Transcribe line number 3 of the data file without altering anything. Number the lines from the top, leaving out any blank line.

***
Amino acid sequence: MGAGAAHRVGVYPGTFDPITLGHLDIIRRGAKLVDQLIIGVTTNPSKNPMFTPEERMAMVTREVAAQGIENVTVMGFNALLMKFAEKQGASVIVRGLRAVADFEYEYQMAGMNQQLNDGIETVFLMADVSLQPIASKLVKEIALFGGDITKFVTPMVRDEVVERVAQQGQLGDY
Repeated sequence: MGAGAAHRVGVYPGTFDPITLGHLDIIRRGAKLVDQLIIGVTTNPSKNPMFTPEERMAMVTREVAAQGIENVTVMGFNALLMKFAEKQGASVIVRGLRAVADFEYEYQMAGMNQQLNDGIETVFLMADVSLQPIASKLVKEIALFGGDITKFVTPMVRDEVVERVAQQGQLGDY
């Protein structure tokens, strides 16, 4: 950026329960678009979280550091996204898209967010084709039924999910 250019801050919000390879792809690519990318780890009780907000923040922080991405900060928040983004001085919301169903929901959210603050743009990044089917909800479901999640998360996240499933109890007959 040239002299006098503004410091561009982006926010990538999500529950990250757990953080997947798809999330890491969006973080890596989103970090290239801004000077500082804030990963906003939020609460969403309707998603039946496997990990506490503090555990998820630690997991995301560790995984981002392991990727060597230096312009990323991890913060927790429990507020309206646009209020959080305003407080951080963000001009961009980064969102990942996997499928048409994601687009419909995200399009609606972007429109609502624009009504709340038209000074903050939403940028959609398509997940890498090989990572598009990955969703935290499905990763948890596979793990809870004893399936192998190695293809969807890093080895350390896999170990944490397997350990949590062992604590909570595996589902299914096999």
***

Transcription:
């Protein structure tokens, strides 16, 4: 950026329960678009979280550091996204898209967010084709039924999910 250019801050919000390879792809690519990318780890009780907000923040922080991405900060928040983004001085919301169903929901959210603050743009990044089917909800479901999640998360996240499933109890007959 040239002299006098503004410091561009982006926010990538999500529950990250757990953080997947798809999330890491969006973080890596989103970090290239801004000077500082804030990963906003939020609460969403309707998603039946496997990990506490503090555990998820630690997991995301560790995984981002392991990727060597230096312009990323991890913060927790429990507020309206646009209020959080305003407080951080963000001009961009980064969102990942996997499928048409994601687009419909995200399009609606972007429109609502624009009504709340038209000074903050939403940028959609398509997940890498090989990572598009990955969703935290499905990763948890596979793990809870004893399936192998190695293809969807890093080895350390896999170990944490397997350990949590062992604590909570595996589902299914096999």